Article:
By Fiona Luong and Geoff Wynne
On August 6, 2018 President Trump issued an executive order re-imposing certain sanctions that were lifted under the 2016 Joint Comprehensive Plan of Action ('JCPOA'). These include the prohibition of:
- The purchase or acquisition of US dollar banknotes by the Iranian government;
- Iran’s trade in gold or precious metals;
- The sale, supply or transfer (whether direct or indirect) to or from Iran of materials such as graphite, raw or semifinished metals, including aluminium and steel, coal and software, or integrating industrial processes;
- ‘Significant’ transactions involving the purchase or sale of Iranian rials, or maintenance of ‘significant’ funds or accounts outside Iran denominated in rials;
- The purchase, subscription to or facilitation of the issuance of Iranian sovereign debt; and
- Transactions within Iran’s automotive sector.
Iran subsequently issued proceedings in the International Court of Justice ('ICJ') in the Hague against the US in respect of the re-imposition of these sanctions. In its application, Iran states that the US has violated multiple provisions of the 1955 Treaty of Amity, Economic Relations and Consular Rights (which sets out the legal framework for bilateral relations between the US and Iran).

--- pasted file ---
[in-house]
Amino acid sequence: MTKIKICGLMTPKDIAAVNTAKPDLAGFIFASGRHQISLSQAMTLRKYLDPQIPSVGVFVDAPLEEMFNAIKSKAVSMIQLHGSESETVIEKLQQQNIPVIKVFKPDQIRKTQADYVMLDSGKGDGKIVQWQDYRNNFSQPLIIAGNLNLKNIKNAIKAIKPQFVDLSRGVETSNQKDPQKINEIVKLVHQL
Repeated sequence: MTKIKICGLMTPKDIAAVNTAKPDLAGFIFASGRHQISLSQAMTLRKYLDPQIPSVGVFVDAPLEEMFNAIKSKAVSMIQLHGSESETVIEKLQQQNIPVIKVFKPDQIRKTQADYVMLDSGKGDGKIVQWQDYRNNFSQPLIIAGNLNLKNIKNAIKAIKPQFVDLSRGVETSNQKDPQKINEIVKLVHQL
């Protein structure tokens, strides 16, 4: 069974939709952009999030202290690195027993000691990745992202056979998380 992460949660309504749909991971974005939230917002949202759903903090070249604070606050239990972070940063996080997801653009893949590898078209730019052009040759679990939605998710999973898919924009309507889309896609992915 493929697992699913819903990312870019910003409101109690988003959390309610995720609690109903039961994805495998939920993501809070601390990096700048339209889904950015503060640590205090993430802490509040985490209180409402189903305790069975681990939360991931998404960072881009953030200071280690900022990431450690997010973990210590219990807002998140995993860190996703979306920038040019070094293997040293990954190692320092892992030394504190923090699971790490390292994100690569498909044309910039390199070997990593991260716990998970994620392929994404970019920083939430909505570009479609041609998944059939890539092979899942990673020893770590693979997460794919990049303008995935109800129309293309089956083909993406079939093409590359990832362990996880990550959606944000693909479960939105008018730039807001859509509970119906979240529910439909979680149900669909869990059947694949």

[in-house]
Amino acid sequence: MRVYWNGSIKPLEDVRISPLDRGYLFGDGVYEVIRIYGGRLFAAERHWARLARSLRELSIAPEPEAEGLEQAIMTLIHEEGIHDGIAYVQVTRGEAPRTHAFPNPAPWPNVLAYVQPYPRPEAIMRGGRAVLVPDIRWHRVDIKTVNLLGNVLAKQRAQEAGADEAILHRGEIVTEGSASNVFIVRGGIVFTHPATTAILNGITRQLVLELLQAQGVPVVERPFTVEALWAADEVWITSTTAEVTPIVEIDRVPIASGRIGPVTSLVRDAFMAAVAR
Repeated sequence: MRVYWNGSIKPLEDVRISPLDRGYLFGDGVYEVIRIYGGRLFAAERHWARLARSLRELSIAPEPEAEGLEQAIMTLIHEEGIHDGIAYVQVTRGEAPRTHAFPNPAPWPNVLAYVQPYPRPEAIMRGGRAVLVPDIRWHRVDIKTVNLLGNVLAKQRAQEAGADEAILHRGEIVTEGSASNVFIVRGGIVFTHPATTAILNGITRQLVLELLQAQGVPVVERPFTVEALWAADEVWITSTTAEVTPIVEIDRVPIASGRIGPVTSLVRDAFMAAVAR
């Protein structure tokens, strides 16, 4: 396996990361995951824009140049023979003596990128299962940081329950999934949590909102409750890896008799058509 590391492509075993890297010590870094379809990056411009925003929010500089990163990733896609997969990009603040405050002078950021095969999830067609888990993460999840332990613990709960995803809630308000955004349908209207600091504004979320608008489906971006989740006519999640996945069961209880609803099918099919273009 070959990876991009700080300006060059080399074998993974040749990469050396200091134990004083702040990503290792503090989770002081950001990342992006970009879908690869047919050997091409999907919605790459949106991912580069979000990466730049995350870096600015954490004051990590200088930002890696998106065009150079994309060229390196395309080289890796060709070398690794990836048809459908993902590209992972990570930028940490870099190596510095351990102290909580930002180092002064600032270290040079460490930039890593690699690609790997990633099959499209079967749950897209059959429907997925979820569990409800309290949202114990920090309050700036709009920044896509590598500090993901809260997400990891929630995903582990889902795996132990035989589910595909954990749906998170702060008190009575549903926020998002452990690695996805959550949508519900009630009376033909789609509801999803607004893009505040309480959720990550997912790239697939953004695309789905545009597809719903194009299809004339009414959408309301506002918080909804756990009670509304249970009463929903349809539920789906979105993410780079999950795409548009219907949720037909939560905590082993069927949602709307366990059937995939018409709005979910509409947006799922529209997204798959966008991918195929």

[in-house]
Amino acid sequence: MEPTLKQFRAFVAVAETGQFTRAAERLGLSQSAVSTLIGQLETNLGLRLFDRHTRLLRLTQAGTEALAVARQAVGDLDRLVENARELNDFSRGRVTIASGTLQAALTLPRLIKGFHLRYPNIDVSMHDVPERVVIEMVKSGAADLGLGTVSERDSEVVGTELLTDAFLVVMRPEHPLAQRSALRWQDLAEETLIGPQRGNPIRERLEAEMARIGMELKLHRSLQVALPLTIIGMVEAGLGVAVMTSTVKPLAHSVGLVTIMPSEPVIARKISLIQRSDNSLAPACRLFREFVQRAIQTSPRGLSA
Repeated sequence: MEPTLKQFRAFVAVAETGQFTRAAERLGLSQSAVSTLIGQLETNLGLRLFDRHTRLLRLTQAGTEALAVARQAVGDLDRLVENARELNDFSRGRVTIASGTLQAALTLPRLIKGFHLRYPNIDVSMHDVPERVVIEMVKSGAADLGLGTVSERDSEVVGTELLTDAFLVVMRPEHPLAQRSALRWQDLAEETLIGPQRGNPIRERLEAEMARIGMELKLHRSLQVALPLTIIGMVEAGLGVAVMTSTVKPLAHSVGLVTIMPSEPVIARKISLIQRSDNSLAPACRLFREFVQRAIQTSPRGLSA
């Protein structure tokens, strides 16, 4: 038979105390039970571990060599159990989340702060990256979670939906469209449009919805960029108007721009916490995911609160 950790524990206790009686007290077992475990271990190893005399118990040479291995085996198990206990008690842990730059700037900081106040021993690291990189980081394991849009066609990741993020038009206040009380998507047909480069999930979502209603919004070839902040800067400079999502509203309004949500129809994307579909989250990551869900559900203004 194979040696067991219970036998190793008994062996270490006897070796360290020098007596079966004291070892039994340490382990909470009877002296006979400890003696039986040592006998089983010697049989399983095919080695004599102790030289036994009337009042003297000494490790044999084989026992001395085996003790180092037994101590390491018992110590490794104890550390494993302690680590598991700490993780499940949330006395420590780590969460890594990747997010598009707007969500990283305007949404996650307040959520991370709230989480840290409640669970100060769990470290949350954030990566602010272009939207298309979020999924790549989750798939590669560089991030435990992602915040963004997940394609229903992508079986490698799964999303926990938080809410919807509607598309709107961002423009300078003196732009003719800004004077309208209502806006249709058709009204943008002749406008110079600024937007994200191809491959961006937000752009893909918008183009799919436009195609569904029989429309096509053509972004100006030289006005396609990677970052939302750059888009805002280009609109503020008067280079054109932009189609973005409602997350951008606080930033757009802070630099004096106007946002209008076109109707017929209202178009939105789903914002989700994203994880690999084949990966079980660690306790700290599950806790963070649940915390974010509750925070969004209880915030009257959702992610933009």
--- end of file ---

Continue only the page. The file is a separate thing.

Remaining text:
On October 3, 2018, the ICJ ordered the US to ease sanctions it re-imposed on Iran and ruled that the US must remove "any impediments" to the export of humanitarian goods, including food, medicine and aviation safety equipment.
However, although the rulings of the ICJ are binding, the court itself has no power to enforce them.
It is too early to assess what the ruling’s impact will be in practical terms, but the ruling puts on the record that the re-imposition of sanctions is viewed as illegal by the international community.
EU Blocking Regulation
In direct response to President Trump's decision to unilaterally withdraw the US from the Iran sanctions relief program, the European Commission passed Commission Delegated Regulation (EU) 2018/1100 (the "Blocking Regulation") to ensure that EU companies can continue to trade with Iran. This means that no judgment or requirements from an authority outside the EU concerning the re-imposition of US sanctions on Iran will be recognised, and that EU persons are prevented from complying with such requirements or prohibitions unless it would seriously damage their interests or those of the European Union.
However, this causes a new obstacle for companies operating in the EU and the US. Although the penalties for violating the EU Blocking Regulation depend on the domestic application in each EU Member State, for many multinational companies, none of those potential penalties compares to the consequences of violating US sanctions, which could lead to the prohibition from transacting with US persons and companies, use of US dollars, and access to the US banking system.
Hopefully both the US and the EU regulators will recognise the paradox companies now face and will exercise their enforcement discretion with this in mind.